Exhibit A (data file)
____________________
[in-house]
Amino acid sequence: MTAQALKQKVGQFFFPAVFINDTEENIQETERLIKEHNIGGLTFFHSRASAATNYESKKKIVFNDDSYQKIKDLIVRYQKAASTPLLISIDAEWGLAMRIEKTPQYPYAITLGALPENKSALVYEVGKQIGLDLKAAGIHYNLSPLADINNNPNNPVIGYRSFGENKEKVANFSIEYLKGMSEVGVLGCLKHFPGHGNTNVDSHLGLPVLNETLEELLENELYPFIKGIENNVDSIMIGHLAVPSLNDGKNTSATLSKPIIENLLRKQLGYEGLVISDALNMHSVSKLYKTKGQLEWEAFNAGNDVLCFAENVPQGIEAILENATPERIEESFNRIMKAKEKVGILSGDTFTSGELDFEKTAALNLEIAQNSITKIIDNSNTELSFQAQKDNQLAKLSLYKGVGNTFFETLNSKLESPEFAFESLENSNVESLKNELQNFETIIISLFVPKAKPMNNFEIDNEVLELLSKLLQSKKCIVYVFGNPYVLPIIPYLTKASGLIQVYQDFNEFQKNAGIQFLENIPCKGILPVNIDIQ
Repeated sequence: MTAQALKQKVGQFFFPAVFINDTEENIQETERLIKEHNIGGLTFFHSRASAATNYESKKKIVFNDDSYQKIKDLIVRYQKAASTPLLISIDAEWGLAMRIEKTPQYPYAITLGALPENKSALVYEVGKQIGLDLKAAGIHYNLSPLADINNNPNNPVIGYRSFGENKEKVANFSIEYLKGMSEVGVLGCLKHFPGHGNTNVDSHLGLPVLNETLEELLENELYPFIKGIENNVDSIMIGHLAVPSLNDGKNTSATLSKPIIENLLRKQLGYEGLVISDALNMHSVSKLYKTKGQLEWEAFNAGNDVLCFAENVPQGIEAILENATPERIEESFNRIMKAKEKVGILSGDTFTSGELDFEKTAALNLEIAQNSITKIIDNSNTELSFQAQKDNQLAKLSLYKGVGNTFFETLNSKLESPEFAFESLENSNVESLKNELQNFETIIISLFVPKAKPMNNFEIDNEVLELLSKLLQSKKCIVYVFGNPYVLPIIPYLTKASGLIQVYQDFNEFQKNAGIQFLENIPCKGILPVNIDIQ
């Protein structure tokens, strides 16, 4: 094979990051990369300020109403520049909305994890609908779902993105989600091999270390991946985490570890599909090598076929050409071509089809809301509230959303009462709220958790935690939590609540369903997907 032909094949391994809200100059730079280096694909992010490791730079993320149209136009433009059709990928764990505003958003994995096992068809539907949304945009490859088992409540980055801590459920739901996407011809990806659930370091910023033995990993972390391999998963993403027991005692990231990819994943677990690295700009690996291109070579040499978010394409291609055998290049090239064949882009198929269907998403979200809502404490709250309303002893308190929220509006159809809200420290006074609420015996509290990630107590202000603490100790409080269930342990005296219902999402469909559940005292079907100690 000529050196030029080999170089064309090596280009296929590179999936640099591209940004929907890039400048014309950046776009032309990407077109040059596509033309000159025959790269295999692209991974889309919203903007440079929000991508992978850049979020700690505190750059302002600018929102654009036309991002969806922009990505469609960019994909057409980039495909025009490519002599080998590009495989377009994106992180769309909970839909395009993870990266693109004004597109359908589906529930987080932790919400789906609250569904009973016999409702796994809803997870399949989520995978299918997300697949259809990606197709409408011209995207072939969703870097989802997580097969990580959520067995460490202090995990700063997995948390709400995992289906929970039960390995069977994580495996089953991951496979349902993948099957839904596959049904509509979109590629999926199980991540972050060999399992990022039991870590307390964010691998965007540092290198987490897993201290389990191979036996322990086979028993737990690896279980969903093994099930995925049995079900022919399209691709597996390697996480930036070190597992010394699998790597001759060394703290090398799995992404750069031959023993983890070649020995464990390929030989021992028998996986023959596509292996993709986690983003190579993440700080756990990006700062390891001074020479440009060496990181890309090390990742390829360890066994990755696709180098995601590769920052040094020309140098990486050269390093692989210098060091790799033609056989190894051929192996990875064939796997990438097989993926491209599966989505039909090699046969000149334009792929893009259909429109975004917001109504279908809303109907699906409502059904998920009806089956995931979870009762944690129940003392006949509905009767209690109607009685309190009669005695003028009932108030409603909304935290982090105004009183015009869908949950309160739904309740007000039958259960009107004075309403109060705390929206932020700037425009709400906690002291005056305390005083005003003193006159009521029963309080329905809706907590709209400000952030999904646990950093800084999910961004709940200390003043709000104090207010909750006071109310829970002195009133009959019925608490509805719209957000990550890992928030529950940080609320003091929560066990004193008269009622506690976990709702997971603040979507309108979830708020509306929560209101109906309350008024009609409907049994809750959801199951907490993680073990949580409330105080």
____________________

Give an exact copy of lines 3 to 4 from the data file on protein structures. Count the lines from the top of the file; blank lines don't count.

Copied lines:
Repeated sequence: MTAQALKQKVGQFFFPAVFINDTEENIQETERLIKEHNIGGLTFFHSRASAATNYESKKKIVFNDDSYQKIKDLIVRYQKAASTPLLISIDAEWGLAMRIEKTPQYPYAITLGALPENKSALVYEVGKQIGLDLKAAGIHYNLSPLADINNNPNNPVIGYRSFGENKEKVANFSIEYLKGMSEVGVLGCLKHFPGHGNTNVDSHLGLPVLNETLEELLENELYPFIKGIENNVDSIMIGHLAVPSLNDGKNTSATLSKPIIENLLRKQLGYEGLVISDALNMHSVSKLYKTKGQLEWEAFNAGNDVLCFAENVPQGIEAILENATPERIEESFNRIMKAKEKVGILSGDTFTSGELDFEKTAALNLEIAQNSITKIIDNSNTELSFQAQKDNQLAKLSLYKGVGNTFFETLNSKLESPEFAFESLENSNVESLKNELQNFETIIISLFVPKAKPMNNFEIDNEVLELLSKLLQSKKCIVYVFGNPYVLPIIPYLTKASGLIQVYQDFNEFQKNAGIQFLENIPCKGILPVNIDIQ
């Protein structure tokens, strides 16, 4: 094979990051990369300020109403520049909305994890609908779902993105989600091999270390991946985490570890599909090598076929050409071509089809809301509230959303009462709220958790935690939590609540369903997907 032909094949391994809200100059730079280096694909992010490791730079993320149209136009433009059709990928764990505003958003994995096992068809539907949304945009490859088992409540980055801590459920739901996407011809990806659930370091910023033995990993972390391999998963993403027991005692990231990819994943677990690295700009690996291109070579040499978010394409291609055998290049090239064949882009198929269907998403979200809502404490709250309303002893308190929220509006159809809200420290006074609420015996509290990630107590202000603490100790409080269930342990005296219902999402469909559940005292079907100690 000529050196030029080999170089064309090596280009296929590179999936640099591209940004929907890039400048014309950046776009032309990407077109040059596509033309000159025959790269295999692209991974889309919203903007440079929000991508992978850049979020700690505190750059302002600018929102654009036309991002969806922009990505469609960019994909057409980039495909025009490519002599080998590009495989377009994106992180769309909970839909395009993870990266693109004004597109359908589906529930987080932790919400789906609250569904009973016999409702796994809803997870399949989520995978299918997300697949259809990606197709409408011209995207072939969703870097989802997580097969990580959520067995460490202090995990700063997995948390709400995992289906929970039960390995069977994580495996089953991951496979349902993948099957839904596959049904509509979109590629999926199980991540972050060999399992990022039991870590307390964010691998965007540092290198987490897993201290389990191979036996322990086979028993737990690896279980969903093994099930995925049995079900022919399209691709597996390697996480930036070190597992010394699998790597001759060394703290090398799995992404750069031959023993983890070649020995464990390929030989021992028998996986023959596509292996993709986690983003190579993440700080756990990006700062390891001074020479440009060496990181890309090390990742390829360890066994990755696709180098995601590769920052040094020309140098990486050269390093692989210098060091790799033609056989190894051929192996990875064939796997990438097989993926491209599966989505039909090699046969000149334009792929893009259909429109975004917001109504279908809303109907699906409502059904998920009806089956995931979870009762944690129940003392006949509905009767209690109607009685309190009669005695003028009932108030409603909304935290982090105004009183015009869908949950309160739904309740007000039958259960009107004075309403109060705390929206932020700037425009709400906690002291005056305390005083005003003193006159009521029963309080329905809706907590709209400000952030999904646990950093800084999910961004709940200390003043709000104090207010909750006071109310829970002195009133009959019925608490509805719209957000990550890992928030529950940080609320003091929560066990004193008269009622506690976990709702997971603040979507309108979830708020509306929560209101109906309350008024009609409907049994809750959801199951907490993680073990949580409330105080």